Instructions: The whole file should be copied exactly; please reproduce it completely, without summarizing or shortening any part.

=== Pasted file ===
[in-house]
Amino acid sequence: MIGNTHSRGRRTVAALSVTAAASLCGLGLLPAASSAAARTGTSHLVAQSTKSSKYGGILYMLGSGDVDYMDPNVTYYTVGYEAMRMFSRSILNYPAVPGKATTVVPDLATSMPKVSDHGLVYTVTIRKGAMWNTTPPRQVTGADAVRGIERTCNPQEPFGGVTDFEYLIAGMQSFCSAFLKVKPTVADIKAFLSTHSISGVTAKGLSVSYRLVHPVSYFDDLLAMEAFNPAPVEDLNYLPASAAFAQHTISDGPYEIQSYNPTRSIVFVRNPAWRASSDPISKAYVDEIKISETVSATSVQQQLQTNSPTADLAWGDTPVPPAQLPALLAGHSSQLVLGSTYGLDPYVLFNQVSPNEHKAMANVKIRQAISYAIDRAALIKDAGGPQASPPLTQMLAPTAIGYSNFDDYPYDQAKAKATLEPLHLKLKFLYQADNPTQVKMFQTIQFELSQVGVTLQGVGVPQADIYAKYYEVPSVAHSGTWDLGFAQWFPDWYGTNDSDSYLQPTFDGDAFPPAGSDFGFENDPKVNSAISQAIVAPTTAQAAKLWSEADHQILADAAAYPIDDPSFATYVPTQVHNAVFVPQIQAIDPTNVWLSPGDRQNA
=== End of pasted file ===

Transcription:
[in-house]
Amino acid sequence: MIGNTHSRGRRTVAALSVTAAASLCGLGLLPAASSAAARTGTSHLVAQSTKSSKYGGILYMLGSGDVDYMDPNVTYYTVGYEAMRMFSRSILNYPAVPGKATTVVPDLATSMPKVSDHGLVYTVTIRKGAMWNTTPPRQVTGADAVRGIERTCNPQEPFGGVTDFEYLIAGMQSFCSAFLKVKPTVADIKAFLSTHSISGVTAKGLSVSYRLVHPVSYFDDLLAMEAFNPAPVEDLNYLPASAAFAQHTISDGPYEIQSYNPTRSIVFVRNPAWRASSDPISKAYVDEIKISETVSATSVQQQLQTNSPTADLAWGDTPVPPAQLPALLAGHSSQLVLGSTYGLDPYVLFNQVSPNEHKAMANVKIRQAISYAIDRAALIKDAGGPQASPPLTQMLAPTAIGYSNFDDYPYDQAKAKATLEPLHLKLKFLYQADNPTQVKMFQTIQFELSQVGVTLQGVGVPQADIYAKYYEVPSVAHSGTWDLGFAQWFPDWYGTNDSDSYLQPTFDGDAFPPAGSDFGFENDPKVNSAISQAIVAPTTAQAAKLWSEADHQILADAAAYPIDDPSFATYVPTQVHNAVFVPQIQAIDPTNVWLSPGDRQNA